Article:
Firefly luciferase is a relatively unstable protein and commonly loses its activity at room temperature because of structural changes. The structural and functional stability of this protein is critical for its enzymatic applications. Different approaches are applied to increase the stability of this enzyme such as designing of covalent cross-links (disulfide bonds). In this study, luciferase mutants containing one or two disulfide bonds were compared to the native protein for their for their structural, thermodynamic, and functional properties. Mutant forms of P. Pyralis luciferase A²⁹⁶C-A³²⁶C and A²⁹⁶C-A³²⁶C/P⁴⁵¹C-V⁴⁶⁹C were used. Thermodynamic and biophysical studies were carried out using UV-Vis, fluorescence, circular dichroism, luminescence spectroscopy and differential scanning calorimetry (DSC). We observed that both mutant forms of the protein were more stable than the wild-type enzyme. However, the single disulfide bond containing mutant was structurally and functionally more stable than the mutant protein containing two disulfide bonds. Furthermore, the enzymatic activity of the single disulfide bond containing mutant protein was 7-folds greater than the wild type and the double disulfide bond proteins. The A²⁹⁶C-A³²⁶C mutation also increased the reversibility and disaggregation of the protein. The enhanced activity of the single disulfide bond mutant protein was contributed to the expansion of its active site cleft, which was confirmed by bioinformatics tools.
5- Hadi-Alijanvand, S., Mobasheri, H., Hadi-Alijanvand, H., "Application of OmpF nanochannel forming protein in polynucleotide sequence recognition", J. Mol. Recognit, 27: (10), 575-587, (2014).

Recognition of the sequence of human genome sequence is vital to address malfunctions occurring at molecular, cellular and tissue levels and requires a great deal of time, cost and efforts. Thus, various synthetic and natural pores were considered to fabricate high-throughput systems capable to fulfill the task in an efficient manner. Here, voltage gating OmpF nanochannel, whose structure is known at an atomic level, was used to recognize and differentiate between polynucleotide primers through voltage clamp technique. Our results showed that poly(T) occasionally blocked the channel at both polarities, while poly(C) and poly(G) obstructed it only at positive polarity. The channel was blocked at potential differences of as low as 80 mV in the presence of poly(T). The conductance of channel decreased in the presence of poly(C) and poly(G) by 61 and 5% respectively. Analysis of the number of events showed that poly(T) caused more closing events at higher voltages, while poly(G) and poly(C) induced it at lower voltages. Application of the hazard function as a statistical parameter and analysis of event closing times in various voltages demonstrated the most efficient differentiation at 60 mV. The results of practical and theoretical approaches presented here show that OmpF porin channel possesses the structural and dynamic characteristics required to be considered as a biosensor capable for continuous polynucleotide sequencing.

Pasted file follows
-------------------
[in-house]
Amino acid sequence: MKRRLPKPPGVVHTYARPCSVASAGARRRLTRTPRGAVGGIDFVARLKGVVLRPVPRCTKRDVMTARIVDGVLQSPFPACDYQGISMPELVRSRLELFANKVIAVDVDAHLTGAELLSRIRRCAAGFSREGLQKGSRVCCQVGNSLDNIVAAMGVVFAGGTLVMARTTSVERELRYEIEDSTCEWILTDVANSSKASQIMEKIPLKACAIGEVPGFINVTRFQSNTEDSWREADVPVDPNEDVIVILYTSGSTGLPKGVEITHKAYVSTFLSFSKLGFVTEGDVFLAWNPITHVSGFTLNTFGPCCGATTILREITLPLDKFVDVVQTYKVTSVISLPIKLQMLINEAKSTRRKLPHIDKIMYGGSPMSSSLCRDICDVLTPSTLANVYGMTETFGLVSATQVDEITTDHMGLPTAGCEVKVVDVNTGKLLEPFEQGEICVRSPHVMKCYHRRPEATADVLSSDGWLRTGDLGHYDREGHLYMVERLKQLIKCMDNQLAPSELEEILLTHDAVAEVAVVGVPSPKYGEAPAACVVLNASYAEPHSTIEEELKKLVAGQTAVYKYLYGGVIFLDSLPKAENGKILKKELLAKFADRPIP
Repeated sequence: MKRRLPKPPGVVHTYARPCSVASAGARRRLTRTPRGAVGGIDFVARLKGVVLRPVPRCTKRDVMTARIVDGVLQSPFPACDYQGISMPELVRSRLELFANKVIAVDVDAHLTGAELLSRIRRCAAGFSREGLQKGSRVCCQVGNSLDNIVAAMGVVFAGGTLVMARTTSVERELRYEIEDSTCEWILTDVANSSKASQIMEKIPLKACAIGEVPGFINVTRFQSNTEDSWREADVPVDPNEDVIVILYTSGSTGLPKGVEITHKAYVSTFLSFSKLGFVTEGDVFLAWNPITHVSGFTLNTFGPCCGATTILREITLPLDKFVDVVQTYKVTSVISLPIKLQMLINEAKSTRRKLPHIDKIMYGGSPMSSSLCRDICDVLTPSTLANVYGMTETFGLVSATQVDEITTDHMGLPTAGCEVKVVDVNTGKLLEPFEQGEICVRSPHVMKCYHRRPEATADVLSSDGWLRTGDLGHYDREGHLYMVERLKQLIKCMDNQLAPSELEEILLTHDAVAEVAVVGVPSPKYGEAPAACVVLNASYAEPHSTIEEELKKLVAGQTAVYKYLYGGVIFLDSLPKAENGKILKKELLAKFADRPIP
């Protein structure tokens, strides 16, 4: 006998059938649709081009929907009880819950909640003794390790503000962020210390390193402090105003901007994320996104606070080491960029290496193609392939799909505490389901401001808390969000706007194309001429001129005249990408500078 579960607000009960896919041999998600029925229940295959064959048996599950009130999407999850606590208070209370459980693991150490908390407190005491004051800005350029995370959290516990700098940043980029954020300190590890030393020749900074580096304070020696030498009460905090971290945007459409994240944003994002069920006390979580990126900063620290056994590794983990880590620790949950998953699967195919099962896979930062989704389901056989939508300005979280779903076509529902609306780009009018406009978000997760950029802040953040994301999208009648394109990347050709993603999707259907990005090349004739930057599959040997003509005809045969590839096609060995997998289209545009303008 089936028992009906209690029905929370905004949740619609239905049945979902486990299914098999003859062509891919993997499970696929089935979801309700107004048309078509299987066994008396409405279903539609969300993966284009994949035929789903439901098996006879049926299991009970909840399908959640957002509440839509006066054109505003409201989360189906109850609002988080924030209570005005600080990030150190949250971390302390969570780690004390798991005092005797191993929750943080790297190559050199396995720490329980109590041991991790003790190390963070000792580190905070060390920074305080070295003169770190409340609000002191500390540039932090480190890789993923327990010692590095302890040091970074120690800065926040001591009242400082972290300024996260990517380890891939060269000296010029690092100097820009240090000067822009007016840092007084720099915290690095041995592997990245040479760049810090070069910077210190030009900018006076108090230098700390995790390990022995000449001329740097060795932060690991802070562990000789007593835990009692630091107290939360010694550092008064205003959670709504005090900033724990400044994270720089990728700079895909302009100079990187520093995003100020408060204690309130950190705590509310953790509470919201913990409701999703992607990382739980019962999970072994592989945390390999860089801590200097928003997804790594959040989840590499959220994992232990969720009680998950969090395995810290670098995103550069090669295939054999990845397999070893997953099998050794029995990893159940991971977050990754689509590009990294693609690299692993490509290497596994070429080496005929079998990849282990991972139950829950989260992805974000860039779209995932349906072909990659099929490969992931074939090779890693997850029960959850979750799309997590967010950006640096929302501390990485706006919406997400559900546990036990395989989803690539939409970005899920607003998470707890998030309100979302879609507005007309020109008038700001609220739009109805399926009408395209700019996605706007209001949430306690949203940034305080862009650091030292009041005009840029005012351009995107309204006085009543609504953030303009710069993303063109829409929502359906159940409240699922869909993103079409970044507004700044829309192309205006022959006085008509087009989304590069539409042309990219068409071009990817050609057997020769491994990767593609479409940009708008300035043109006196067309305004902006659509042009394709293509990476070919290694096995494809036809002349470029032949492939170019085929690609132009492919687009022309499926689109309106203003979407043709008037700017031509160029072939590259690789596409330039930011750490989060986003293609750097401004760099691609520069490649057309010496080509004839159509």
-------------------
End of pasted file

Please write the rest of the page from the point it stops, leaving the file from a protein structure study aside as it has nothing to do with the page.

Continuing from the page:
1- Alijanianzadeh, M., Saboury, A. A., Ganjali, M. R., Hadi-Alijanvand, H., "Computational and experimental study of tyrosinase inhibition by a new synthesized ligand", Annual Meeting of the German Biophysical Society, University Göttingen, Germany, (2012).
2- Moosavi-Movahedi, Z., Hadi-Alijanvand, H., Gharibi, H., Esmaili, M., Nazari, M., Javadian, S., Moosavi-Movahedi, A. A., "Caseoperoxidase: Novel Peroxidase-Like Nano-Artificial Enzyme", First International Conference on Biophysical Chemistry, Ardabil University of Medical Sciences, Iran, (2012).
3- Moosavi-Movahedi, F., Saboury, A. A., Hadi-Alijanvand, H., Moosavi-Movahedi, A. A., "Thermal Inactivation and Conformational Lock Study on Horse Liver Alcohol Dehydrogenase", First International Conference on Biophysical Chemistry, Ardabil University of Medical Sciences, Iran , (2012).
4- Hadi-Alijanvand, H., Rouhani, M., Moosavi-Movahedi, A. A., "HAMDAM-1 as a sequence-based software for studying the physical properties of proteins", Joint Meeting of the Biophysical Society 54th annual meeting & 18th International biophysics congress. , San Francisco, California, USA, 98: (3), 197a-197a, (2010).

In the field of protein evolution there are a few studies that focus on the physical parameters of the protein. For a comprehensive study of physical parameters it is necessary to consider biothermodynamic parameters, structural and statistical properties simultaneously. We developed the HAMDAM-1 as a sequence-based software which is capable of calculating different physical parameters of proteins synchronously based on their amino acid sequences. Our results could confirm the co-evolution among three interacting proteins Cav 1, α-actinin and rSK2.
5- Hadi-Alijanvand, H., Moosavi-Movahedi, A. A., "Thermodynamic Aspect of Evolution for Insulin and Insulin Receptor", VIII European Symposium of the Protein Society, Zurich, Switzerland, (2009).
1- Fallah, J., Kouhzaei, S., Sabaghian, M., Hadi-Alijanvand, H., Fazeli, G., Rafatian, N., "The NCBI; Data Analysis Tools", Andishe Zohour Press, Tehran, Iran, ISBN 978-964-6131-02-6. (This book is a compilation), (2008).
2- Khoei, S., Fazeli, G., Hadi-Alijanvand, H., Khabiri, M., "Calculations for Molecular Biology and Biotechnology: A Guide to Mathematics in the Laboratory", House of Biology Press, Tehran, Iran, ISBN 964-2605-05-8. (This book is a translation), (2006).